Judicial Ethics Advisory Committee

Opinion Number: 2004-25
Date of Issue: June 29, 2004


Whether a non-incumbent judicial candidate can publish a letter seeking information from public officials about the health of an incumbent judge the judicial candidate plans to run against.

ANSWER: We decline to answer the inquiry.


The inquiring judicial candidate seeks to gather information about the health of an incumbent circuit judge whom the candidate intends to oppose. The judicial candidate plans to send identical letters about the health of the incumbent judge to the incumbent judge, the chief judge, the clerk of the circuit court, and other officials in the circuit where the incumbent judge presides. Additionally, the judicial candidate intends to send the letter to the Florida Supreme Court, the State Division of Elections, and the Judicial Qualifications Commission. The judicial candidate has no personal knowledge of any illness which adversely affects the incumbent's ability to perform as a circuit judge. Nevertheless, the inquiring judicial candidate states: "knowledge [which] may be inferred from circumstances" and "anecdotal references" have caused the inquiring judicial candidate to "wish to clarify the issue" about the incumbent judge's health.


This inquiry seeks review and approval of campaign correspondence, which this Committee deems to be in the nature of campaign literature. The judicial candidate requests the JEAC's "opinion and direction concerning the disclosure of the inquiries." The Judicial Ethics Advisory Committee ("JEAC") and its predecessor, the Committee on Standards of Conduct Governing Judges, has been given a narrow charge by the Florida Supreme Court. When drafting the enabling authority of the JEAC, the Florida Supreme Court stated:

The purpose of the Committee shall be to render written advisory opinions to inquiring judges concerning the propriety of contemplated judicial and non-judicial conduct.

Petition of the Committee on Standards of Conduct Governing Judges, 698 So. 2d 834, 835 (Fla. 1997). The JEAC has stated repeatedly that generally it does not review judicial candidates' campaign literature. JEAC Ops. 00-23, 98-27, 95-35. Therefore, we decline to render an advisory opinion.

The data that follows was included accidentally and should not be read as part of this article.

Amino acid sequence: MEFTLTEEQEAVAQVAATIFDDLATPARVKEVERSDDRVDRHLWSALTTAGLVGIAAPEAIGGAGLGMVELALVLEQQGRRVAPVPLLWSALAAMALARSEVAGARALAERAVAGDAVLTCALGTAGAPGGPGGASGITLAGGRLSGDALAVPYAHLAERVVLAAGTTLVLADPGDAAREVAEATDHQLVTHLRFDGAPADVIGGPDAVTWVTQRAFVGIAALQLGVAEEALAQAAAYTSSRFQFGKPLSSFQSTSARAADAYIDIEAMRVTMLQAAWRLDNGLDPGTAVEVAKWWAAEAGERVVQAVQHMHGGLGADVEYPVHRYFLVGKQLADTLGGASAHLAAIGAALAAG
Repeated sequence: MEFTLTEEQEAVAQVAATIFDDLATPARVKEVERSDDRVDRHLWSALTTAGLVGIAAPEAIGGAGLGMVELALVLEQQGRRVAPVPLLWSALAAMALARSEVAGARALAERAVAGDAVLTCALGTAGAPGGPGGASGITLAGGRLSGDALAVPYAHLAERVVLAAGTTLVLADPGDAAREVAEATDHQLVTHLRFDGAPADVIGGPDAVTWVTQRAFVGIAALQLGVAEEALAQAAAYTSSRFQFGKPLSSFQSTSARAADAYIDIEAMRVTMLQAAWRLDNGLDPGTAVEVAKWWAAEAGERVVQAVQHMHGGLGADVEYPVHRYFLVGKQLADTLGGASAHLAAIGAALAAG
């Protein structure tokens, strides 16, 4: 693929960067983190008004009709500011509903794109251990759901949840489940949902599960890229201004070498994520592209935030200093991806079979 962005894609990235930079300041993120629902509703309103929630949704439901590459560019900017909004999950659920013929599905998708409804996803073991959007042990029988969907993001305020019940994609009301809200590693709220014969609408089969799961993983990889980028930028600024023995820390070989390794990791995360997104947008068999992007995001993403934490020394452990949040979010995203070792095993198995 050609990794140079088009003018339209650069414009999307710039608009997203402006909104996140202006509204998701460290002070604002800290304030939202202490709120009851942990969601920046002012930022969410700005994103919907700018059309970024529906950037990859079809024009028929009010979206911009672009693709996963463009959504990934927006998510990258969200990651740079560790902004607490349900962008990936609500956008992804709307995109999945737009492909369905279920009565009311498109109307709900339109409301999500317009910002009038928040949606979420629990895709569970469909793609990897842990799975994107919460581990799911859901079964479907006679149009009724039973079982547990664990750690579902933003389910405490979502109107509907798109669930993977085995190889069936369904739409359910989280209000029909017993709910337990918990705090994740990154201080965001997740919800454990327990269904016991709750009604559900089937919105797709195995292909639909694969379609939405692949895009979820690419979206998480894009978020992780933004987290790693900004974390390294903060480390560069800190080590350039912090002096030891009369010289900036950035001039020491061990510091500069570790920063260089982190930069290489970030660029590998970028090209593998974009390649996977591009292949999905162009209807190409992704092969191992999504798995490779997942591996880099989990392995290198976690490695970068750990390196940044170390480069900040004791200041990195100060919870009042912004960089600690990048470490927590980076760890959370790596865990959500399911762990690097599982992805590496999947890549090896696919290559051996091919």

We direct the judicial candidate to several requirements of the Code of Judicial Conduct. Canon 1 reads in part:

A judge should participate in establishing, maintaining, and enforcing high standards of conduct, and shall personally observe those standards so that the integrity and independence of a judiciary may be preserved.

Canon 2 states:

A judge shall avoid impropriety and the appearance of impropriety in all of the judge's activities.

We also direct the judicial candidate to Canon 7A(3)(a), which reads in part:

A candidate for a judicial office shall maintain the dignity appropriate to judicial office and act in a manner consistent with the integrity and independence of the judiciary. . . .

Finally, we direct the judicial candidate to the Preamble to the Code of Judicial Conduct which states:

Our legal system is based on the principle that an independent, fair and competent judiciary will interpret and apply the laws that govern us. The role of the judiciary is central to American concepts of justice and the rule of law. Intrinsic to all sections of ths Code are the precepts that judges, [and judicial candidates] individually and collectively, must respect and honor the judicial office as a public trust and strive to enhance and maintain confidence in our legal system.

We conclude by noting that although circuit judges are elected, judicial candidates should not engage in campaign activities which, although acceptable in partisan politics, are not only not acceptable in judicial races, but are strictly prohibited. See, e.g., 105.071, Fla. Stat. By submitting oneself as a judicial candidate, one agrees (with rare exceptions which are not applicable to this inquiry) to follow the Code of Judicial Conduct and the Florida Statutes that apply to judicial races.


Petition of the Committee on Standards of Conduct Governing Judges, 698 So. 2d 834, 835 (Fla. 1997).
105.071, Fla. Stat.
Canon 1, 2, and 7A(3)(a), Florida Code of Judicial Conduct
Fla. JEAC Op. 95-35.
Fla. JEAC Op. 98-27
Fla. JEAC Op. 00-23


The Judicial Ethics Advisory Committee is expressly charged with rendering advisory opinions interpreting the application of the Code of Judicial Conduct to specific circumstances confronting or affecting a judge or judicial candidate. Its opinions are advisory to the inquiring party, to the Judicial Qualifications Commission and to the judiciary at large. Conduct that is consistent with an advisory opinion issued by the Committee may be evidence of good faith on the part of the judge, but the Judicial Qualifications Commission is not bound by the interpretive opinions by the Committee. Petition of the Committee on Standards of Conduct Governing Judges, 698 So.2d 834 (Fla. 1997). However, in reviewing the recommendations of the Judicial Qualification Commission for discipline, the Florida Supreme Court will consider conduct in accordance with a Committee opinion as evidence of good faith. Id.

For further information, contact Judge Richard R. Townsend, Acting Chair, Judicial Ethics Advisory Committee, Post Office Box 1018, Green Cove Springs, Florida 32043.

Participating Members:
Judge Robert Benton, Judge Karen Cole, Judge Lisa Davidson, Judge Melanie May, Judge Michael Raiden, Judge Jose Rodriguez, Judge McFerrin Smith, III, , Judge Emerson R. Thompson, Jr., Judge Richard R. Townsend, Ervin Gonzalez, Esquire, and Marjorie Gadarian Graham, Esquire.

Copies furnished to:
Justice Peggy Quince
Thomas D. Hall, Clerk of Supreme Court
All Committee Members
Executive Director of the J.Q.C.
Office of the State Courts Administrator
(Name of inquiring judge deleted from this copy)